New Native Broadleaf Planting, Heart of England
Lessons learnt from establishing a woodland for community enjoyment
Woodland: Coughton Fields, Warwickshire
Owner: The Heart of England Forest
Planted: Winter 2016-2017
Soil type: Mostly clayey loam over mudstone but some over glacial till. All neutral ph
Average annual rainfall: 60cm
Topography: Mainly flat, slightly undulating with about a third S, SE and SW facing slopes between elevations of 48m and 85m.
Primary management objective: Creation of a native broadleaf forest providing a mosaic of different habitats for wildlife, including woodland, species-rich pasture and wetland.
Managed public access is a priority to maximise the enjoyment of local woodlands.
The Heart of England Forest stretches from the ancient Forest of Arden, south to the edge of the Vale of Evesham along the Warwickshire/Worcestershire border. The charity was founded by Felix Dennis and registered in 2003.
It includes an area dense in cities, towns and industry as well as countryside. So far more than 1500ha of a planned 12,000h aof new woodlands have been planted, interconnecting, where possible, with existing woodlands. Coughton Fields Farm is one of the most recent plantings and forms a small part of the forest.
185,000 trees and shrubs have been planted as per the table above on land which was formerly arable. The chosen tree species support the NVC W10 oak woodland types classifications of other local woodlands.
The Heart of England Forest ensures all trees, where possible, are region 403 seed provenance. Cell grown trees are from Cheviot Trees and bare root from Wyevale Transplants. The Heart of England Forest also collects its own seed, and its tree nursery supplies about 30% of the trees.
Bare root or plugs?
Cell grown 40cm –60cm plants were planted before the New Year, with bare root 40cm-60cm planted after the New Year. This is a good balance that allows planting to start at the beginning of November, the 1stis the target date.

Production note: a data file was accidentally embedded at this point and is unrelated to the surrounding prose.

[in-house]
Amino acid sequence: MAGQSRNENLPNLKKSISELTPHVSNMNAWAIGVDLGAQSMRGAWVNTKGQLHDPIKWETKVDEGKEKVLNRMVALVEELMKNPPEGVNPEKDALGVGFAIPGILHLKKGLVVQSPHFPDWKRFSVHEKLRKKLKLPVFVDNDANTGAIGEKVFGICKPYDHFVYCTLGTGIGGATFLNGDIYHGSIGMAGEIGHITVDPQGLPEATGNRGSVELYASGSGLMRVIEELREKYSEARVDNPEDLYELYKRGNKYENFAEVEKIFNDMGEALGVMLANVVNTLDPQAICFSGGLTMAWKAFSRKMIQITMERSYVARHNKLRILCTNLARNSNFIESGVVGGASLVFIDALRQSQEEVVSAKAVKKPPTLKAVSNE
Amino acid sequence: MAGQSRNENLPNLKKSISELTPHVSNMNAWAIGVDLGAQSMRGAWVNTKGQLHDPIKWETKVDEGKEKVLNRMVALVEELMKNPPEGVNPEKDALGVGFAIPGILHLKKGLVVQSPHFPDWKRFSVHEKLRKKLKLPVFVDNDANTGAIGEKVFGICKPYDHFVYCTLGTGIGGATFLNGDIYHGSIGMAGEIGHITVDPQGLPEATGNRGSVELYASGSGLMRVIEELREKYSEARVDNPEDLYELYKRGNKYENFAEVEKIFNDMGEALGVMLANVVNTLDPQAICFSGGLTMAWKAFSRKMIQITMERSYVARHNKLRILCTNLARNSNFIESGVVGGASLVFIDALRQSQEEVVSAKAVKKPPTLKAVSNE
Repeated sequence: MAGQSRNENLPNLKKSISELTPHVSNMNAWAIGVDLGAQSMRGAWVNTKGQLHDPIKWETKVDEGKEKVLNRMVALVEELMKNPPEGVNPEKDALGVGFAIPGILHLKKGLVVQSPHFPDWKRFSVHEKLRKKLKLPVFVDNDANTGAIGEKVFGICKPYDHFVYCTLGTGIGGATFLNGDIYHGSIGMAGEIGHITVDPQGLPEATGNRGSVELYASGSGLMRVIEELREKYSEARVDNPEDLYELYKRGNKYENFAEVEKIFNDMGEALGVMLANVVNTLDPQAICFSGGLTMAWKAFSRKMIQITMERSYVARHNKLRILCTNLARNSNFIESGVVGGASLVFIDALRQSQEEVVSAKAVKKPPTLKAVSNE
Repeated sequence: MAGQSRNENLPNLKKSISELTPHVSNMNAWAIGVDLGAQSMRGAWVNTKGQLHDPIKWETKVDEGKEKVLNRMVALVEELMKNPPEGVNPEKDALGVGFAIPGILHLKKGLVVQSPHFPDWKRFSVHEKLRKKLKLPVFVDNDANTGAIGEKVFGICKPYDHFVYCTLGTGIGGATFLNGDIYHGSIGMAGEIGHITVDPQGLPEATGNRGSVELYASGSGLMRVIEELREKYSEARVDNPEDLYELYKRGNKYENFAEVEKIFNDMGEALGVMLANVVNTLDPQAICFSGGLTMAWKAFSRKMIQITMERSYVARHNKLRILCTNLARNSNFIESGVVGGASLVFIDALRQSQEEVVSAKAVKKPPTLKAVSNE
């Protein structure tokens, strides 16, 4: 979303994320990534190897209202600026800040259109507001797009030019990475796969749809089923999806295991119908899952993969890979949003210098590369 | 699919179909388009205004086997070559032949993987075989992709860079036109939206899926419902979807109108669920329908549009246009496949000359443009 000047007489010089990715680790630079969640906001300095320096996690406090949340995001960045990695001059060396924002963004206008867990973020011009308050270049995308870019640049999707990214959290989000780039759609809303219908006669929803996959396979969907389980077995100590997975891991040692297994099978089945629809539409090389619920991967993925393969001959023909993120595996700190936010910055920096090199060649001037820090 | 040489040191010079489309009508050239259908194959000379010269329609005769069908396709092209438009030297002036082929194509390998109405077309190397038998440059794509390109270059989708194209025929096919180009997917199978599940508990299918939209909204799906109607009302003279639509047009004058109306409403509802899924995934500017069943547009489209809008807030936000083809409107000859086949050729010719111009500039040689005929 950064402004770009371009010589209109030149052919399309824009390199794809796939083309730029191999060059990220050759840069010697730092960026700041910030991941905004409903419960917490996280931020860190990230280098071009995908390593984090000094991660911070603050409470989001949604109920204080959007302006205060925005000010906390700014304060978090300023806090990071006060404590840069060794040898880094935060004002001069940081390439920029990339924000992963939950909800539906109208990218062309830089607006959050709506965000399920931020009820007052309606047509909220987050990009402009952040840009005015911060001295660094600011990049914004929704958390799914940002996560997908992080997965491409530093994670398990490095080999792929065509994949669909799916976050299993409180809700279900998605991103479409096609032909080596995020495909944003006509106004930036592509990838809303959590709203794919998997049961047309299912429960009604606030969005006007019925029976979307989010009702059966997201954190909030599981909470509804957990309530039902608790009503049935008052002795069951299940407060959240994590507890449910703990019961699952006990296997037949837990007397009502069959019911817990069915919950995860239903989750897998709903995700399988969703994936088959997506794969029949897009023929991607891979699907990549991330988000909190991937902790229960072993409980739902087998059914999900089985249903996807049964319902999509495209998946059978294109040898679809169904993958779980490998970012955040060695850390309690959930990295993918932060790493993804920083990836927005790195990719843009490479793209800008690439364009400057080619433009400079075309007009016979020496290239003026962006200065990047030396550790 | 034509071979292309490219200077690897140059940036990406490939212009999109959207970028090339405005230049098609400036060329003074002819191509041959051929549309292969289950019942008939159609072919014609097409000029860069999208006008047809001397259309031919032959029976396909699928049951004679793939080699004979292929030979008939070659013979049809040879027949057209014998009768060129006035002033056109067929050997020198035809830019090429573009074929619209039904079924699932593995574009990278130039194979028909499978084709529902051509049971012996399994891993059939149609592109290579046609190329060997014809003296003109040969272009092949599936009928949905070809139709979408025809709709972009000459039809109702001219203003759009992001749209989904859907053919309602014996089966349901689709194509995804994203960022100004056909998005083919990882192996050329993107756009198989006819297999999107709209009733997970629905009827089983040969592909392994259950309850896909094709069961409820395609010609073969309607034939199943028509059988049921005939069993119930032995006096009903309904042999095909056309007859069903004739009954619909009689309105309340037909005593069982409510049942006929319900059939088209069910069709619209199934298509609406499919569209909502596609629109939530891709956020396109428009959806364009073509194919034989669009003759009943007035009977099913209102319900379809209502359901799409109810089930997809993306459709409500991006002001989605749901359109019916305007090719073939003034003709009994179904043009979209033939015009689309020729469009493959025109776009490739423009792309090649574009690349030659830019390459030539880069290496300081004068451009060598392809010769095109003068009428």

The first-year average beat up was 7.9%, with a range of 2.5% up to 15%. Failure rates tended to be higher for the late March planting due to the soil drying out as spring approached.
Bare root = plants removed from the soil in a dormant state, from which they can more rapidly acclimate to new soil conditions. Plants need to be re-planted quickly -ideally within 48 hours.
Plug or cell grown trees = grown in small containers filled with a growing medium which means you can choose the time to plant when the weather is good.
Planting design includes wide rides, usually 15m wide but up to 30m. This ensures woodland margin habitats are maximised, and a diverse mix of habitats can thrive.
The high canopy mixture dominates the centre of each woodland block, with the margin species mainly planted along the rides and less so against existing hedgerows.
The planting density is 1760/ha. The rides account for 20% of the gross area as open space.
The tree planting was carried out with a mixture of staff, contractors and volunteers over a period of four months. Any new members of staff, such as interns or apprentices new to tree planting, were given instruction by our experienced forestry team. Volunteers are briefed before work commences on how to plant and handle trees. This is essential for those that are unfamiliar with tree planting.
The weather! On one mass volunteer planting day, 200 corporate and public volunteers were expected to help plant 10,000 trees, but Storm Doris intervened, and numbers were drastically reduced.
Deer are the main threat. Birch, alder, aspen, sycamore and all the shrubs are protected by 75cm clear spirals supported on canes, and all other trees are protected by 1.2m tree shelters supported on 1.3m stakes.
The Heart of England Forest has found that birch, aspen, alder and sycamore do not need high-level protection as they grow quickly and are less palatable to deer.
Chemical spot spraying with glyphosate-based product is carried out for the first three years alongside shelter maintenance and inspections, loss replacement and mowing of the rides.
- Early planted trees had a better survival rate.
- Deer protection: 0.75 m high protection may be sufficient for birch, alder, aspen, sycamore and shrubs, with 1.2m -1.3m required for other ‘tastier’ species
- Always check provenance with your nursery suppliers
- When relying on volunteers for planting, include training
- Have a plan B in place for bad weather events!
For information on Heart of England Forest, visit www.heartofenglandforest.com